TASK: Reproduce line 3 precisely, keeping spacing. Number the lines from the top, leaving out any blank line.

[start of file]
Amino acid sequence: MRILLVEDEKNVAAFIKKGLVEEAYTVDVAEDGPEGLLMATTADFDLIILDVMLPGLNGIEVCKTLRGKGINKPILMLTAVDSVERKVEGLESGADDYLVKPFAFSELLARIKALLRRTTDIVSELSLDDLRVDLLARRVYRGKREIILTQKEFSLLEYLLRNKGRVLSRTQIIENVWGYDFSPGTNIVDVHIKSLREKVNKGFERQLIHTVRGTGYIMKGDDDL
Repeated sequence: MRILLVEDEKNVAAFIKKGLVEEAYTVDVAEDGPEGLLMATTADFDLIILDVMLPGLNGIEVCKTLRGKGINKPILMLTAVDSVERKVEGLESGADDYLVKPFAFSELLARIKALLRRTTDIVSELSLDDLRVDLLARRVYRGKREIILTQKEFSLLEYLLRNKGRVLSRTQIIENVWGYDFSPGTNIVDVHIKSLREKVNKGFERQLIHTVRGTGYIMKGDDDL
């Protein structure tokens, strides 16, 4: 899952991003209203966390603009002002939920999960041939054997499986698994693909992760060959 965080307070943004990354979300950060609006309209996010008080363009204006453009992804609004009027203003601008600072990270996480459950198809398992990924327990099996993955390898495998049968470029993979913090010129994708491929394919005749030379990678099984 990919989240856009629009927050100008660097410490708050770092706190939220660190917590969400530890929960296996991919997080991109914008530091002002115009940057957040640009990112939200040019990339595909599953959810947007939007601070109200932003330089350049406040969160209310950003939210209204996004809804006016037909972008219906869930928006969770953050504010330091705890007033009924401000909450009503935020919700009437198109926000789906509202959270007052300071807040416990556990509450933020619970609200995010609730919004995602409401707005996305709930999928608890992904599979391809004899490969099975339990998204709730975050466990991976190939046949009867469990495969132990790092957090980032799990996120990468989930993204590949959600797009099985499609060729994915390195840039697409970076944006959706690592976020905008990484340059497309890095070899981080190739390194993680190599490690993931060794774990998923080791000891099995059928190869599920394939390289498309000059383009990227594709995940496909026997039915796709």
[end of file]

């Protein structure tokens, strides 16, 4: 899952991003209203966390603009002002939920999960041939054997499986698994693909992760060959 965080307070943004990354979300950060609006309209996010008080363009204006453009992804609004009027203003601008600072990270996480459950198809398992990924327990099996993955390898495998049968470029993979913090010129994708491929394919005749030379990678099984 990919989240856009629009927050100008660097410490708050770092706190939220660190917590969400530890929960296996991919997080991109914008530091002002115009940057957040640009990112939200040019990339595909599953959810947007939007601070109200932003330089350049406040969160209310950003939210209204996004809804006016037909972008219906869930928006969770953050504010330091705890007033009924401000909450009503935020919700009437198109926000789906509202959270007052300071807040416990556990509450933020619970609200995010609730919004995602409401707005996305709930999928608890992904599979391809004899490969099975339990998204709730975050466990991976190939046949009867469990495969132990790092957090980032799990996120990468989930993204590949959600797009099985499609060729994915390195840039697409970076944006959706690592976020905008990484340059497309890095070899981080190739390194993680190599490690993931060794774990998923080791000891099995059928190869599920394939390289498309000059383009990227594709995940496909026997039915796709």